9. Once upon a time, a very long time ago now, about last Friday, an AFOL lived in California all by himself under the username of Oky, which means that he had the username over the door in gold letters and lived under it. One day, his friend Winnie-the-Pooh came over from Disneyland where he lived. "Good morning, Oky," he said. "Good morning, Winnie-ther-Pooh," said Oky. "I wonder if you've got such a thing as a camera about you?" "A camera?" "Yes, I just said to myself coming along: 'I wonder if Oky has such a thing as a camera about him?'” "What do you want a camera for?" Oky said. Winnie-the-Pooh looked round to see that nobody was listening, put his paw to his mouth, and said in a deep whisper: "Honey!" "But you don't get honey with a camera!" said Oky. "I do," said Pooh. “How?” "It's like this, " he said. "When you go after honey, the great thing is not to let the bees see you. Now, if they had an interesting review to read, they would be distracted and wouldn’t see me take their honey, so I figured I’d make a review of my house for the bees to read." "Wouldn't they look up from the review and notice you?" Oky asked. "They might or they might not," said Winnie-the-Pooh. "You never can tell with bees." "Then you had better make sure it’s a really good review," Oky said. “Yes,” said Pooh. He thought for a moment and said: "The thing is, I don’t really know how to take pictures… or write for that matter. Will you help me take pictures of my house and write a review about it, Oky?” "Silly old Bear!" Oky laughed to himself. “Sure, I will help you.” And so he did. Set Number: 21326 Name: Winnie the Pooh Theme: Ideas Year of Release: 2021 Ages: 18+ Pieces: 1265 Price: £89.99 / $99.99 / 99.99€ The Box As you may know, I’m about as enthusiastic about the boring black boxes that LEGO uses for 18+ sets as Eeyore is about anything. They look depressing and usually don’t suit the subject matter, and this set is no exception. It just doesn’t fit the bright and colorful world of Winnie the Pooh, although I’m glad that in this case they at least hinted at a more fitting background by having some illustrations of flowers, fences, and bees showing from behind the set. If only the whole box looked more like that. Oh bother. The back side of the box looks a bit more interesting as it features a large picture of the interior of Pooh’s house, a couple of close-up scenes, and a blueprint drawing of the set with dimensions, along with a brief explanation of how the LEGO Ideas process works. The top of the box shows a nice lineup of the minifigs along with the 100 Acre Wood sign, a few logos, and a “Hunny” pot fittingly serving as the size reference. The bottom only has some info about the packaging and trademarks. As always with these “Adults Welcome” boxes, there is a strip of various LEGO pieces going around the whole bottom part of the box and all over the bottom. The strip is colored honey-yellow in this case which does fit the set very well. There are several pieces in there that have not been released in yellow yet. Could this be a hint of things to come? Probably not, but one can hope. The right side of the box has a lovely illustration of Pooh Bear holding on to a balloon as he is known to do drawn in the style of E. H. Shepard’s art from the original book. The other side has some more legal jargon along with the French version of the Winnie the Pooh logo. It reads “Winnie l’ourson” which translates to Winnie the teddy bear. Not very imaginative, and I’m not sure why they felt the need to change the name in France, but c’est la vie. Like many Ideas sets, this one has an opening lid. I really like this type of boxes as they can be reused for storage. The bags are stacked neatly inside and are even almost in chronological order. The instructions and stickers lay freely in the box, with the stickers placed between the bags, but fortunately none of them were damaged. Contents Inside the box there are seven numbered bags, two sticker sheets (one reflective, one not), and one instruction booklet. The cover of the instructions features the same picture of the minifigs walking in a line, but this one has nice watercolor background like you would see in a Winne the Pooh book. This is exactly what the boxart should have looked like in my opinion, but I digress. Instructions The instructions book is full of nice illustrations of Pooh and his friends like the one that is on the side of the box as well as a map of the 100 Acre Wood. The first few pages of the booklet feature background info on the characters, stories, and fan designer Ben Alder, along with a few words from Ben and the LEGO designers about the creation the set. The instructions themselves are pretty clear and easy to follow. The colorful build really pops against the light gray background. There is another lovely illustration of Pooh with Christopher Robin heading off into the sunset which is a perfect image to end the build on. It is accompanied by that oddly ordinary French title. Notable Parts As is the norm for Ideas sets, there are now new molds in this set (besides those on the minifigs), but here are still a few notable parts. This set sees the debut of the large macaroni part in medium nougat, the coral piece in bright green, that Technic piece with 4 clips in reddish brown, and an unprinted minifig head in dark orange. Santa’s sack also appears for the first time in an official set in white. Another piece that is new to me even though it has appeared in a few sets already is the 2x4 double jumper plate. There are a few other parts in rare colors that have only appeared in one or two other sets which you can see here, and several more which have only appeared in four other sets which aren’t included in this picture. Also, while most of the graphics are stickered in this set, some of the parts are printed. Aside from the large and small tree stump tiles and ladybug tile which have been in several sets before, there is a new bee tile, the Mr. Sanders sign, and the honeypot with the “Hunny” label. It’s hard to see in these pictures, but there is a slight metallic gold shine to the “MR SANDERS” letters. Minifigs While Ben’s original submission was comprised of a mix of minifigs with preexisting headpieces and brick-built characters, LEGO apparently decided to go all out on this set and created minifigs with new molds for all the characters, something that is unprecedented in an Ideas set and is much appreciated. Unfortunately they omitted Owl and Christopher Robin from the lineup, but they kind of out of scale, so I can see why they did it. Kanga and Roo are missing as well, but they were not in the original submission either, so that’s fair. We do get 5 excellent figs of the most important characters from the 100 Acre Woods though. Let’s take a closer look at them, Starting with Pooh himself, his BFF Piglet, and Rabbit. Pooh bear’s belly and part of his chin are printed onto his torso which looks a tad odd, especially since the yellow on the print looks darker than that of his head and limbs, so I wish they would have put a bit more quality into the printing, but otherwise he looks great, especially his dual-molded arms. Piglet also looks spot-on and just as adorable as he should, but he is way too large in my opinion. He is nearly as tall as all the other characters and therefore feels out of scale with the rest of the set. Being a small animal who is afraid of anything bigger than him is, like, his whole thing, so I think he should have been a trophy-sized microfig, but Piglet fans will probably be happy to get a full minifig of him. Rabbit looks nearly perfect. His torso printing features dark hip curves that are usually reserved for female minifigs. I guess having Pooh constantly eat all his honey and living off his vegetable garden helps him maintain a girlish figure. The only thing that looks a bit off are his somewhat derpy eyes. This rabbit looks like he has seen some stuff. If I’m not mistaken, he is the first minifig to come with light yellow arms, legs, and hands, so between him and the dark orange minifig heads, this set should make monochrome fig collectors happy. All three have back printing which in Pooh’s case is just as off-color as his front unfortunately. Next, we have the two long-tailed characters, Tigger and Eeyore. Both look outstanding, especially Tigger whose body suits the minifig proportions perfectly. It seems that being a minifig is what Tiggers do best! His top isn’t made out of rubber and his bottom isn’t made out of spring, but he is just as bouncey-trouncey-ouncey-pouncey-fun-fun-fun-fun-fun as the real thing! But the most wonderful thing about Tigger is, he’s the only one with arm and leg printing, heeee’s the only one! (Let me know if you read all that in his voice) Tigger has the same feline tail as other cat-like minifigs and back printing, both with scribbly tiger stripes on them. Eeyore’s tail is sadly not detachable, although the bow on it is. Which is probably a good thing since he is quite “attached” to his tail. Winnie the Pooh and accessories too! Each character comes with a fitting item: Pooh has a red balloon for getting honey, Piglet comes with a scarf and an umbrella for cold, rainy autumn days, Tigger has a cleverly built bindle for when the gang goes on one of their “expotitions”, and Rabbit has one of his beloved carrots. Yes, every character comes with an accessory. Well, all except poor Eeyore (unless you count his bow). The Build The first thing you build is a small patch of grass with some leaves, a honeypot, and a sign for the 100 Acre Wood on it. It’s a quick and simple build, but it makes a nice addition to the set and the use of the 3x3 heart plate as a base gives it a nice organic look. The build is pretty straight-forward, starting from the bottom of the tree and going up to the top, but it involves several interesting SNOT techniques, such as the hills with slopes pointing in all directions and leaves attached to their corners. The fact that the designers chose to make most of the filler bricks bright yellowish orange like honey is a nice touch. Here is the build after the first two bags. After bag 3, Pooh’s house starts to take shape. At this stage, you can get a good look at what the interior of the house looks like when it is closed. Once you finish the walls of the house, it’s on to the tree. The lower branches of the tree are sandwiched between the front and back of the trunk and angled slightly upward using an interesting Technic connection which also strengthens the stability of the tree. The top is built on a turntable which held in place at an angle by four offset studs under the round plate which is an interesting technique I didn’t know about until now. Bag 7 includes all the parts for the treetop, beehives and front yard details. Building the treetop involves building six of the same branch section which means that you need to attach 3 leaf pieces to each of the 24 green coral pieces in the set. Needless to say, this is a bit repetitive. Rabbit may enjoy such tedious plant work, but me not so much. The Complete Set Here it is all put together! It looks abso-posi-tutely terrific! It's unlike any other set and all the bright colors make it look very friendly. The house looks pretty accurate when compared to the source material, aside from maybe the missing hills around the back of the house. There are lots of nice details around the front door such as the door knocker and bell, the little mushrooms built out of red Porg heads, and the big log where Pooh can sit by the fire and think. However, my favorite detail has to be the tiny 3-piece snail on the side of the house that uses a swirl piece as the shell, even though red is an odd color for a snail. I also really like how the tree is made out of a mix of nougat and dark tan parts. It looks really nice and I hope to see more trees in this color in other sets. The use of corals for the tree branches is also NPU. The shingles on the roof of Pooh’s house are made of cheese slopes which is not a new technique, but always looks nice, especially with those leaves scattered over them. It’s clever how they built the chimney out of hinges, a BB-8 head, and an ice cream cone. The only thing that bugs me a bit is how there is a small gap between the roof and the dark red bars in the back of the house, although I’m not sure how that could have been avoided. Also, it’s interesting that they chose to use modified tiles instead of actual shutters on the windows. I think it would have been better if they would have used shutters that you can actually close instead, especially since we haven’t gotten them in dark red yet. The back of the tree and house is a bit bare. I think they could have added a bit more foliage to fix that. However, I like how they hid they gray parts that hold the house closed with a wooden board and plants. As you probably saw on the back of the box, Pooh’s house can split open in the back to allow you to play inside. The house is held together by a single clip that inserts into a click-hinge which works pretty well while also making it easy to open the two halves without much force. The interior is stuffed full of detail! On the left there is a furnace, a picture of honeybees, a comfy-looking chair, and a table with a teacup and a honeypot. Next to the front door, there is also a sideboard with another teacup and a teapot as well as a map of the 100 Acre Wood on the wall. I especially like how they made the brick-built curtains. The chair is only connected by one stud, so it can easily be removed to seat a minifig in it or move it elsewhere. On the right is Pooh’s bed which cleverly uses roller skates as detailing on the bed ends along with a small table with a candle. In the rafters above the bed are various honeypots just in case Pooh wakes up at night and is hungry for a smackerel of honey (i.e. the entire pot) which I imagine happens every night. On the wall next to the bed hangs his Pooh-coo clock which tells him when it’s time for his stoutness exercise. The standing mirror in front of which he does said exercise is to the right of the front door along with a brown Technic pin connector that serves as an umbrella stand. It works surprisingly well as such, although the umbrella tends to get a little stuck in it. While I really like how the Pooh-coo clock is constructed, I think it could use a clock face, even if it was a sticker. Pooh’s house is filled with references and easter eggs! The rafters on the left side of the house carry a box of Poohsticks, the game that Pooh invented in one of the stories where two or more players drop a stick from one side of a water bridge and see whose stick comes out first on the other side of the bridge. The back of the box has the initials C.R. which presumably stands for Christopher Robin. Next to the box is a pearl-gold heart-shaped tile which represents the locket that Tigger found in The Tigger Movie and hoped to find his family with. The book on the bed is meant to represent a Winnie the Pooh book which is pretty meta. Inside the book, there is a nice Lego-fied silhouette of Pooh holding onto a red balloon. LEGO Graphic Designer Ashwin Visser added Ben Alder’s name on the inside of the cover which is a lovely shoutout to the fan designer of the set who enjoys reading these books to his children. Another detail that’s worth noting is that the honeypot on the kitchen table and the one above the bed have a stack of trans-yellow pieces to represent honey, a detail which Pooh much appreciates. There are some play features as well. Do you hear that noise? That buzzing-noise means something. You don't get a buzzing-noise like that without it meaning something. If there's a buzzing-noise, somebody's making a buzzing-noise, and the only reason for making a buzzing-noise that I know of is because you're a bee. That’s right, there are two identical beehives in the tree, each with four bees around it. The bees are mounted on a frictionless Technic pin, so you can make them fly around their hive like a mobile. Of course, a new bee mold would have been more realistic than printed tiles, but then again, maybe these really are just pictures of bees hanging from the hive. You never can tell with bees. Since each of the six treetop sections are mounted on ball joints and each of the branches is attached by a clip, the tree is surprisingly posable, so you can adjust it however you want or make it look like there is a lot of wind. Happy Winds-day everybody! Spare Parts Aside from the teal brick separator, there are many little parts left over after the build, including the small printed tiles, an extra Poohstick for a third player, an extra teacup in case clumsy Pooh breaks one, a pile of Pooh poo, and some extra trans-yellow honey pieces which should make Pooh bear very happy. Ratings Design: The tree and house look unique and colorful, and it’s faithful to the source material. Lots of great details. Build: An enjoyable build various interesting SNOT techniques, but with some repetition. Playability: There aren’t really many play features, but there are enough characters and accessories to play out many scenarios. Figures: All 5 look spot-on, feature new molds, and are new and exclusive to the set. Aside from Piglet’s scale, Rabbit’s derpy eyes and some quality issues on Pooh, they’re great. Parts: No new molds, but several parts in new or rare colors. Price: $100 for 1265 pieces including 5 new minifigs is a pretty good deal. Overall: Nine honeypots out of ten! This is a nearly flawless set. Disney/Pooh fans will love the minifigs and all the easter eggs while Lego fans will appreciate the unique, detailed, and fun-looking build and rare, useful parts. It's more of a display piece than a playset, but it has enough features to have plenty of fun with it too. While Winnie the Pooh was never my favorite Disney franchise, it was my sister’s and we both grew up watching The New Adventures of Winnie the Pooh along with the other Disney Afternoon shows. Besides, I am a Disney fan in general and a huge fan of Jim Cummings who voices both Pooh and Tigger these days, so when I saw Ben’s excellent LEGO Ideas project, I supported it immediately, and I am very happy that it was turned into such a good set. Thanks for taking a look back at this 2021 set with me and thanks to LEGO for sending it to me for review. What do you think of the set? Let me know in the comments and the poll. And don't forget to check out some of the other Revember reviews! TTFN - Ta-ta for now! PS: You didn’t really think I would end the review without a Tuxedo Pooh meme, did you?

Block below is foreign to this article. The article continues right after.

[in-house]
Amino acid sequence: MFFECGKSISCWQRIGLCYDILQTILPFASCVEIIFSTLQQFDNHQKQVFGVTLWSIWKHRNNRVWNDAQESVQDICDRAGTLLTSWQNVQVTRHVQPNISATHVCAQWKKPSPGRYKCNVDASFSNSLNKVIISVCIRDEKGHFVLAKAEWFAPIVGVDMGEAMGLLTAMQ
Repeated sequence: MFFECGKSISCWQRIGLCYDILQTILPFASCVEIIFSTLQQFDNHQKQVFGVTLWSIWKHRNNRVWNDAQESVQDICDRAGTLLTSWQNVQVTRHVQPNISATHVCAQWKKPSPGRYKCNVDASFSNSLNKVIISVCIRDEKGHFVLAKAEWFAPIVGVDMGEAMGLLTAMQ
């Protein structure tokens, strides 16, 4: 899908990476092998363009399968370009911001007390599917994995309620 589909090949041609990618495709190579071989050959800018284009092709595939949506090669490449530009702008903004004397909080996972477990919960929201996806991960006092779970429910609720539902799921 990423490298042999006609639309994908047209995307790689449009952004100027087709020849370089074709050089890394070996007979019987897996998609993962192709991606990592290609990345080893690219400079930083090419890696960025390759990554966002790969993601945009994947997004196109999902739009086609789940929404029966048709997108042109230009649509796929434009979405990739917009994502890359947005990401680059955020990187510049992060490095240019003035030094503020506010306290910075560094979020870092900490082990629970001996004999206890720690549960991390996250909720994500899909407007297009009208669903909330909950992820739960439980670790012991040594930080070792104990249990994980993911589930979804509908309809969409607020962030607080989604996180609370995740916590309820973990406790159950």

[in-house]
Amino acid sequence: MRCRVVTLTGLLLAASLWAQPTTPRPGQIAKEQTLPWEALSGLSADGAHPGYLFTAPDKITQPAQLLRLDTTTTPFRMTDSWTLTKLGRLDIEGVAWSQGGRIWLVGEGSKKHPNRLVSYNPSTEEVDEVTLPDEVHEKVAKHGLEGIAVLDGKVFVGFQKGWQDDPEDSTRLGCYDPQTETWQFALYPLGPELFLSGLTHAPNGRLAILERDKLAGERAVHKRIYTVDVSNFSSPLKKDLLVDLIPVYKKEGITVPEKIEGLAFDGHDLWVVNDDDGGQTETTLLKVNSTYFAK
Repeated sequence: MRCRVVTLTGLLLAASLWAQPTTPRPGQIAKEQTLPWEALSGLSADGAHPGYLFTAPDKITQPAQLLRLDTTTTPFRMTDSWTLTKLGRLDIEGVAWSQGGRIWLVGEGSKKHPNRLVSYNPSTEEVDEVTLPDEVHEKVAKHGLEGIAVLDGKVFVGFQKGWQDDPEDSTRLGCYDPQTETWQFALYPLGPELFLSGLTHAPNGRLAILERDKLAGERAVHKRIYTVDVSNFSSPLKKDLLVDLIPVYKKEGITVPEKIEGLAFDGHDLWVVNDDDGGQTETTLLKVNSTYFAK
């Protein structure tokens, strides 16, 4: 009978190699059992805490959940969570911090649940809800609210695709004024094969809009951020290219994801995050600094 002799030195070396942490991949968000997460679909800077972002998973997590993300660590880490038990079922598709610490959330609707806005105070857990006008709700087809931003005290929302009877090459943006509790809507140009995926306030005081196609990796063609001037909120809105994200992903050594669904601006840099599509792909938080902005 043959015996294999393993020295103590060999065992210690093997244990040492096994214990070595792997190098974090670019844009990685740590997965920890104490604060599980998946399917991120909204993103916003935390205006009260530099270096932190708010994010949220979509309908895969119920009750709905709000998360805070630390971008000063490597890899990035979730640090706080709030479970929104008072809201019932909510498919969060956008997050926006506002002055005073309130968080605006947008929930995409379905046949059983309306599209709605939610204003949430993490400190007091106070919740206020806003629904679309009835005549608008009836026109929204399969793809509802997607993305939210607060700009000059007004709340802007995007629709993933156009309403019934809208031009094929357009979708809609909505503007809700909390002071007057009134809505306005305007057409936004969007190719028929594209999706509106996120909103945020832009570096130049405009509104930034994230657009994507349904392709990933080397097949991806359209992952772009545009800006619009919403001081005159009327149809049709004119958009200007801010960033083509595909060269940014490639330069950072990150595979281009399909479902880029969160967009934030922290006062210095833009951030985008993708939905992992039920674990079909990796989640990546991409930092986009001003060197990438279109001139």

10. Robert8